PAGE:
Meal Planning 101

Meal planning is an essential piece to maintaining a healthy diet!

If you don’t think you have time to meal plan, then you are the person who needs it the most. Meal Planning not only saves you time during the week, it lowers your stress, saves you money, and allows you to easily stick to your healthy eating goals.

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Without consistent meal planning, eating healthy is truly an uphill battle. Let’s be real though. Meal planning does take some time. However when you find a system that works and you schedule it into your routine each week you’ll be surprised to see just how easy it can be.

That’s exactly what I do each and every week and have done for the last 15+ years. I’ve evolved my system over the years and have found it to be the most important thing I do every week to keep me and my family eating healthy. Today I want to share some of my strategies with you.

Keep It Simple

Above everything else, keep it simple. Seriously! This is the mantra you should live by.

As soon as you start to get fancy or make it complicated, you’ll slowly start slipping off the wagon. Keeping it “simple” is going to look different for everyone. It really depends on you and your definition of simple.

For me, this means rotating through favorite meals and scheduling in planned leftovers. Having just enough to keep it interesting but not where I have to re-invent the wheel every week. I also like to use theme inspired days, again to lessen the amount of creativity I have to lean on each week. You can create any theme you like but here are some that I’ve done in the past:

  • Meatless Mondays – dedicated to vegetarian meals
  • Taco Tuesdays – anything Latin inspired (tacos, fajitas, etc)
  • Leftover Wednesdays
  • Poultry Thursdays
  • Fish Fridays – this way I made sure we had fish at least once a week OR Pizza Fridays – where we made different homemade pizzas each week
  • Burger Saturdays – we rotate through hamburgers, turkey burgers, mushroom burgers, etc –> for awhile I also did a take on this with Grilled Saturdays, which just meant we did something on the BBQ
  • Soup/Stew Sundays

First Five

This is the place I always encourage people to start. Even if you don’t consider yourself a “cook” I’m sure you have at least a few meal ideas or recipes that you go to over and over. You may be starting to get sick of those but the point is to start with what you know, with what’s easy, and then build from there.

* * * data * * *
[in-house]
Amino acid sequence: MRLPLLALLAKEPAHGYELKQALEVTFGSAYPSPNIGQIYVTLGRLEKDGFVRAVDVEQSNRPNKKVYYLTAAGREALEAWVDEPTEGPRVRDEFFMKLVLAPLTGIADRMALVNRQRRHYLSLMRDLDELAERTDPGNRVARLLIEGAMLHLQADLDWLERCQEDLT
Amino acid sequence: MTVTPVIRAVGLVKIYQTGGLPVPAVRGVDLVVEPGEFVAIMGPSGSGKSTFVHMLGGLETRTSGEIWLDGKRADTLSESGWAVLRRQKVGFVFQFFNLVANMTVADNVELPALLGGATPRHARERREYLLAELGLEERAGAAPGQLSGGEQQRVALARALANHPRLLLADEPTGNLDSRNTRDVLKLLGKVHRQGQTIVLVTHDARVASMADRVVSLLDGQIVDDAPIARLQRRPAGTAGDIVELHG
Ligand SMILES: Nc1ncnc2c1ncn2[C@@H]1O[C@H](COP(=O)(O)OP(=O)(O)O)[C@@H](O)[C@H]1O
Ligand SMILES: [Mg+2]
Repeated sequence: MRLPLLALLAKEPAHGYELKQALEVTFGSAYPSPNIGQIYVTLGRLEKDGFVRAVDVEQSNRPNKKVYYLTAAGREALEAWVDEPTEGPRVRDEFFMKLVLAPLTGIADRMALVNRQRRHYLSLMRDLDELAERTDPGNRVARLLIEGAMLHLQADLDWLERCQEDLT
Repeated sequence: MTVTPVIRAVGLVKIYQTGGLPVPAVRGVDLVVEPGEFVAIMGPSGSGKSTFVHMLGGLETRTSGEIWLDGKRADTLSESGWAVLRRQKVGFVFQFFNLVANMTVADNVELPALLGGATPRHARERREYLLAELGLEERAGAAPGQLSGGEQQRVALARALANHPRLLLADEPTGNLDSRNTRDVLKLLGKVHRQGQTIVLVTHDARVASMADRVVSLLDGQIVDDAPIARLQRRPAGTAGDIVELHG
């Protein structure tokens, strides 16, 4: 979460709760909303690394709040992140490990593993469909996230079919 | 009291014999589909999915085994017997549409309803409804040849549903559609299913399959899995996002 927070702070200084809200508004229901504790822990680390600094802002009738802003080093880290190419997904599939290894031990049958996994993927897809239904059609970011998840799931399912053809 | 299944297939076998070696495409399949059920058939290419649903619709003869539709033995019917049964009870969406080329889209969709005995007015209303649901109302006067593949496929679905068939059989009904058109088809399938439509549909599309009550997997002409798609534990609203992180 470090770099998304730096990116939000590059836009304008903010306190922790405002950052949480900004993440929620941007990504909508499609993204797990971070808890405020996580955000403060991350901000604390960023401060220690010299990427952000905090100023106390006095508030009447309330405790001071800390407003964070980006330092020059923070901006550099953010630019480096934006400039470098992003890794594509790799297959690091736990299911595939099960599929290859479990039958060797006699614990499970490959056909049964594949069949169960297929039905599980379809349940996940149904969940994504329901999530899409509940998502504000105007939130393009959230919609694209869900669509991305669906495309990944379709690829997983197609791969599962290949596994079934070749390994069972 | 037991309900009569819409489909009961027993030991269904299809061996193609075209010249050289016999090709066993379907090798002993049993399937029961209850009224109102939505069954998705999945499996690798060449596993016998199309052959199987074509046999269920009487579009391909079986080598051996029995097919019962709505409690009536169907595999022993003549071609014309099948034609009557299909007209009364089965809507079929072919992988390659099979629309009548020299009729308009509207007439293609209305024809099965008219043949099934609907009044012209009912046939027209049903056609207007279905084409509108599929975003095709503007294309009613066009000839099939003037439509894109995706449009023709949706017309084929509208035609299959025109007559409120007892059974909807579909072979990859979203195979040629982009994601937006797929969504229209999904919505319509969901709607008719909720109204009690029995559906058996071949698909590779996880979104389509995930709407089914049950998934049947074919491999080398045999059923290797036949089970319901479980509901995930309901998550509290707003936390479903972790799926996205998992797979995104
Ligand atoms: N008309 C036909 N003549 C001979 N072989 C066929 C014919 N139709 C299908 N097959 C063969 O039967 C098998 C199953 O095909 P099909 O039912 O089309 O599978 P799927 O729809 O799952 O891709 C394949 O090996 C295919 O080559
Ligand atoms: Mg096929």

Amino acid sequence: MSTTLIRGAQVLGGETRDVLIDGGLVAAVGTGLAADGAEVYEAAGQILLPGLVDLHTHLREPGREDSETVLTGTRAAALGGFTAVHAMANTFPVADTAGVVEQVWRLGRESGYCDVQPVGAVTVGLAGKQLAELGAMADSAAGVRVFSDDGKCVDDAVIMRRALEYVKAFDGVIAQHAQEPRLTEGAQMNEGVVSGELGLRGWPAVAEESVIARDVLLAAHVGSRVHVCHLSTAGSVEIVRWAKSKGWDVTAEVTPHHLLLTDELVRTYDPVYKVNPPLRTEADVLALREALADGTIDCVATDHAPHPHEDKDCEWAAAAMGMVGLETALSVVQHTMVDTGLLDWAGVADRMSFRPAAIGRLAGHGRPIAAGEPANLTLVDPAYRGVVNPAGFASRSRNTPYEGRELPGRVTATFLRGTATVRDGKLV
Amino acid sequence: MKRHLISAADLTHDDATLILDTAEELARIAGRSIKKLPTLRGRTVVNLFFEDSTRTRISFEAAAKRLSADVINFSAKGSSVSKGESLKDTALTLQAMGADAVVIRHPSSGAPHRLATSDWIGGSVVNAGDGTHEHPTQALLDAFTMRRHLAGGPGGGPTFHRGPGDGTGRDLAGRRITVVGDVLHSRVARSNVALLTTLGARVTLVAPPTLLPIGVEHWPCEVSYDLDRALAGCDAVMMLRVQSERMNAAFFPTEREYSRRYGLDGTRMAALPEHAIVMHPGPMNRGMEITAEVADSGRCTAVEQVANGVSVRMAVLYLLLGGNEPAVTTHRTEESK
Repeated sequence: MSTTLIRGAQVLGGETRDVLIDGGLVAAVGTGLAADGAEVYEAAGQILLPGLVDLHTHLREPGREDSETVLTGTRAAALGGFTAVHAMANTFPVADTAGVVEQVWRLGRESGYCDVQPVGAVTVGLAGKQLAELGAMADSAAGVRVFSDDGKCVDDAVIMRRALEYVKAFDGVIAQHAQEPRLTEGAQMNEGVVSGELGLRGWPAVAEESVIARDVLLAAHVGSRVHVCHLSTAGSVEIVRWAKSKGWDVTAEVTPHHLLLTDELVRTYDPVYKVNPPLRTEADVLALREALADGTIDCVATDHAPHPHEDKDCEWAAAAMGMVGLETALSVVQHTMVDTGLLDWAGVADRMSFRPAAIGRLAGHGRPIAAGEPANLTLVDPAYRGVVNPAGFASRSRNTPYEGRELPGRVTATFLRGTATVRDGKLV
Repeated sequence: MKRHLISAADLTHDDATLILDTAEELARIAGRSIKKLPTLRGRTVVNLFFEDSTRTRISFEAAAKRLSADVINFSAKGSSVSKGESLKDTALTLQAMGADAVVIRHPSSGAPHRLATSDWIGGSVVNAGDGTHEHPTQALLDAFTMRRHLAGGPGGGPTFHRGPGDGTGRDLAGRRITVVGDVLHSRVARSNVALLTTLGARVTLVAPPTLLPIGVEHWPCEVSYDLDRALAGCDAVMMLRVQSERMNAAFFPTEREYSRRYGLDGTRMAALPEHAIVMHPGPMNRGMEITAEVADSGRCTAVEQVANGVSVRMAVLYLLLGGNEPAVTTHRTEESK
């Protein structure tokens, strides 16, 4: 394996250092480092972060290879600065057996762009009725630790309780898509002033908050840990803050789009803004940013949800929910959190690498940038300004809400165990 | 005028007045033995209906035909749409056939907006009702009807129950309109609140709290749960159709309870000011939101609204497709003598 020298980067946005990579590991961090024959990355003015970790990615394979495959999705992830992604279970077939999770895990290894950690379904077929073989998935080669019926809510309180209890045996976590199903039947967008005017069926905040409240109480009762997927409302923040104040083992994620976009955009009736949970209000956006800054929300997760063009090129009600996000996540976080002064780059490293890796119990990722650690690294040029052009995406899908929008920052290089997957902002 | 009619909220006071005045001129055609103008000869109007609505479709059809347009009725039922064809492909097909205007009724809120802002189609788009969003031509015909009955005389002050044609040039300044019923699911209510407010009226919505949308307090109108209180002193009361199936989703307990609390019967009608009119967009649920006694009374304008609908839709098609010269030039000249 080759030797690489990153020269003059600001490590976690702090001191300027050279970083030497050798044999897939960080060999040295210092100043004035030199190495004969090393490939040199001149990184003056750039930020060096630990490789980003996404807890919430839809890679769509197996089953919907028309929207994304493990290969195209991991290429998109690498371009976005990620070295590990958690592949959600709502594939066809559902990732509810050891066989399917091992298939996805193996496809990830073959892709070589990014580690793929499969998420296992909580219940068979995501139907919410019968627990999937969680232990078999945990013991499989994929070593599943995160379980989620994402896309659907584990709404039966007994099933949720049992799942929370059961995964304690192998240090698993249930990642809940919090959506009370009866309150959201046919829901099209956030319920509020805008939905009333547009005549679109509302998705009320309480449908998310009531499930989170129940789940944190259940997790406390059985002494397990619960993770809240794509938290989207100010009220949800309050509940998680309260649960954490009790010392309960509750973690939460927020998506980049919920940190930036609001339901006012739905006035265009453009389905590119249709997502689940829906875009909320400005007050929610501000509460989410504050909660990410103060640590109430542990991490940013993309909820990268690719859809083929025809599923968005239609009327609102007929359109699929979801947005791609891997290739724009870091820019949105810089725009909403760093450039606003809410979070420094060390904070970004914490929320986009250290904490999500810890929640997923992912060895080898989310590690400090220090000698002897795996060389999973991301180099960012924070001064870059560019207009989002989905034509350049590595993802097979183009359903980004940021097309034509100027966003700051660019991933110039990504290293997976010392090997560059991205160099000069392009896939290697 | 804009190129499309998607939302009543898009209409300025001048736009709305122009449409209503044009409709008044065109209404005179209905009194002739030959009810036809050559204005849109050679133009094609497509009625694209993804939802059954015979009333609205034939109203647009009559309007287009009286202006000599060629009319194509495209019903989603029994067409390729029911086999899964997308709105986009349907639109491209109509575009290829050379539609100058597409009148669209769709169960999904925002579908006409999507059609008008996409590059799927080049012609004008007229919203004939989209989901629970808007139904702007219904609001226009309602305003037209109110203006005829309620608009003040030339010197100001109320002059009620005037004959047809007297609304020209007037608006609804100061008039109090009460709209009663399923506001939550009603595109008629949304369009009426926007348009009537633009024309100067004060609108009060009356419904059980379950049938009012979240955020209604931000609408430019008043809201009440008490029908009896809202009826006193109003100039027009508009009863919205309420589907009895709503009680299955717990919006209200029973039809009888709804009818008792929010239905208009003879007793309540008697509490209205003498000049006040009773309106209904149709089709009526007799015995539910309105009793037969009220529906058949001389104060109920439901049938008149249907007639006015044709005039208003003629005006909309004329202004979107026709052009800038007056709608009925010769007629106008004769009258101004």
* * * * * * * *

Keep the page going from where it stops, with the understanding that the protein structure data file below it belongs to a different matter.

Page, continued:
Start with 5 basic dinners. Dedicate one per night, with one night for leftovers, and one night to go out. Voila! Your first week of meal planning is done.

As you know, I’m always stressing the importance of variety. So assuming you’re an omnivore then make it a goal to eventually get at least one yummy recipe for each of the following to round out the variety of your “First Five”.

  • 1 Poultry (chicken or turkey) Dinner
  • 1 Vegetarian (with beans or soy) Dinner
  • 1 Meat (beef, lamb, bison, pork, etc) Dinner
  • 1 Fish Dinner
  • 1 Vegetarian (with eggs) Dinner

Be Inspired

Although it’s important to keep it simple, which generally means starting with what you know, you will eventually get bored of the same 5 dinners.

So, the remedy?! Cooking inspiration!

You are going to need to try out some new recipes. The winners will get into the rotation to start adding more and more variety to your dinners.

There are many places you can find cooking inspiration. Of course through The Rustic Dietitian website, newsletter, and social media pages. I’m always on the search for delicious recipes and when I find them I share them with you.

There are also many, many, many cooking and recipe websites out there; here are some of my favorites:

And of course, good old-fashioned cookbooks. I still love flipping through a cookbook and finding inspiration from the beautifully photographed food. Dust off those cookbooks (I know you have some) and start flipping the pages; earmark the recipes that seem worth trying. Commit to trying at least one or two new recipes every month.

Schedule It In

The final piece to your meal planning strategy is scheduling it in. If you don’t make time every week to write out your plan, organize your grocery list, and get to the store then all your good intentions will be for not. This is one of the primary ways I use my Time Map. Within my weekly routine I have a set day and time that I dedicate to meal planning and shopping; that way it never gets overlooked and I always have the time to do it.

Take Home Message

There are many tools out there to help you with meal planning (software programs, membership sites, food delivery companies, etc). The bottom line though is you need to adopt what’s going to work for you and your family. I find that for most people using other people’s meal plans or ideas is not sustainable for the long-term. It can certainly be helpful in kick-starting your healthy eating habits and garnering inspiration but ultimately you need to find a system that’s going to keep you meal planning forever with foods and meals that you and your family love.

The 4 Most Toxic Foods To Avoid During Cancer Recovery

This FREE Guide will help you take the First Step in helping your body heal!
By knowing what foods will feed your cancer vs. slow it down, you and your family can begin to take control again.


Where should I send your FREE Guide?